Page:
01/09/2003 12:00AM

Debunking myths of the inner track


OZONE PARK, N.Y. - Conventional wisdom said the warm weather that enveloped the New York area Thursday would have been the last thing Aqueduct track superintendent Jerry Porcelli would have wanted for his winterized inner track.

Many believed the near 50-degree temperatures would only turn an already wet surface into chocolate pudding, perhaps forcing the cancellation of the card. But, Porcelli was all smiles Thursday morning.

"It gives you a false sense of security when you're kind of locked into a cold thing because the moisture is still in the track,'' Porcelli said before Thursday's opener. "I want to get the moisture out of it. I could lose 2 to 3 percent [moisture content] today where if it stays frozen I might lose 1 percent. I was really happy. Now, if we can get some wind with it....''

Aqueduct's inner track appeared to dry out as Thursday's nine-race card went along and there is hope the track could be fast for the weekend. There hasn't been a fast track at Aqueduct since Dec. 29, when the last seven races were run over a fast surface. The last full card to be run over a fast track was Dec. 21.

Beginning Christmas Day, the New York area has endured plenty of snow and rain. The Dec. 26 card was canceled when chunks of ice were spotted in part of the track. It was the third cancellation of the winter.

The majority of races the last two weeks have been run over a sealed track labeled as sloppy, muddy, or good. According to Porcelli, the percentage of moisture content determines how the track is labeled. A moisture content of 12 percent or lower means the track is deemed fast. A moisture content of 12 to 15 percent constitutes a good track; 15-18 percent is muddy; and anything more than 18 percent is sloppy.

After Thursday, temperatures were expected to drop back below freezing. But if the track dries out by then, it won't be a problem. The base of the inner track is stone dust, which, according to Porcelli, enables it to handle freeze and thaw cycles better.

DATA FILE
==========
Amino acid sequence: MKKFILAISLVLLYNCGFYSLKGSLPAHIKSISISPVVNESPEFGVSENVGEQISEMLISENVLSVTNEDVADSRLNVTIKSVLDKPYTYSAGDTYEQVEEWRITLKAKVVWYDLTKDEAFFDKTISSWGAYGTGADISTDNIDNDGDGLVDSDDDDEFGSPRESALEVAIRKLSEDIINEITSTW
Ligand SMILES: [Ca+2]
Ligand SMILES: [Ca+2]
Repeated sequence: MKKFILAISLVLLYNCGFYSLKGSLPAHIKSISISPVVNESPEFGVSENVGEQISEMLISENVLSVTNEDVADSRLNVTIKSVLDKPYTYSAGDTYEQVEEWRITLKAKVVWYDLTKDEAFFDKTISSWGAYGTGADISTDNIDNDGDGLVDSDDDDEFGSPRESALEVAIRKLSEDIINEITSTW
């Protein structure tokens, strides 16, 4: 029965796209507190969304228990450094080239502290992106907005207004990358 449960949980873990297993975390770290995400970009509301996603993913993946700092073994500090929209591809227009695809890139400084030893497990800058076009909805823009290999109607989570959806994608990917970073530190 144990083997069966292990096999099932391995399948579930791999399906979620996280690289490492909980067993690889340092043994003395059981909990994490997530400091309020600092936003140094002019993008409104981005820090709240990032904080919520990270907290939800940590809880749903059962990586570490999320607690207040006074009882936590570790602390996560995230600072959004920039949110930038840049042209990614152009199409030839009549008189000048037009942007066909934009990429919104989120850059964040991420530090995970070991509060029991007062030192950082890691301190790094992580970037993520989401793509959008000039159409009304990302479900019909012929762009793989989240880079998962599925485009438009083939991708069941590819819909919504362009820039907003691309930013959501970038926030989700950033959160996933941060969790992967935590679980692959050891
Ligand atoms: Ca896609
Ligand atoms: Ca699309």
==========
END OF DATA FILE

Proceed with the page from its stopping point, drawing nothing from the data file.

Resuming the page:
Many people believe the track would dry quicker if it were left open during the day rather than sealed. Porcelli explained that's not the case.

"When you're pressing it like this you're getting the cushion as dry as you could as if you harrowed it,'' he said. "The only thing you're not getting dry is the base. But, the stone dust base does not hold as much moisture as clay base. So it's not as much of a factor on a stone dust base to harrow it up as it would be on the [main] track. The main track would dry quicker if you harrowed it.''

Last Sunday, Porcelli did open it up for the first two races. But at the request of the jockeys the track was sealed for the remainder of the card.

"It was a ruddy, inconsistent, deep track and a lot of horses stumbled pulling up,'' jockey Richard Migliore said. "As soon as the track was sealed, we didn't have any of that. We're talking a light seal where the surface is more consistent throughout. It's very unsettling and uncomfortable as a rider to have horses bobbling and bogging down when you're trying to go fast and straight. That's the worse thing for the horse . . . the inconsistent footing.''

Perkins to skip Capossela

Trainer Ben Perkins Jr. will not shoot for a four-peat in the Fred "Cappy'' Capossela Stakes Jan. 20.

Perkins did nominate the unbeaten Unforgettable Max to the six-furlong Capossela, but instead will try to stretch that horse out in either an allowance race or the Whirlaway on Feb. 8.

"We think he'll go long,'' Perkins said. "It's the time of year to get running long.''

Unforgettable Max won an entry-level allowance race on Dec. 15, defeating Philadelphia Jim, who came back to win the Dancing Count Stakes at Laurel Park Jan. 1.

* Dennis Carr broke an 0-for- 47 skid dating back to Nov. 27 when he guided longshot Napoleon Solo ($55.20) to victory in Thursday's fifth race.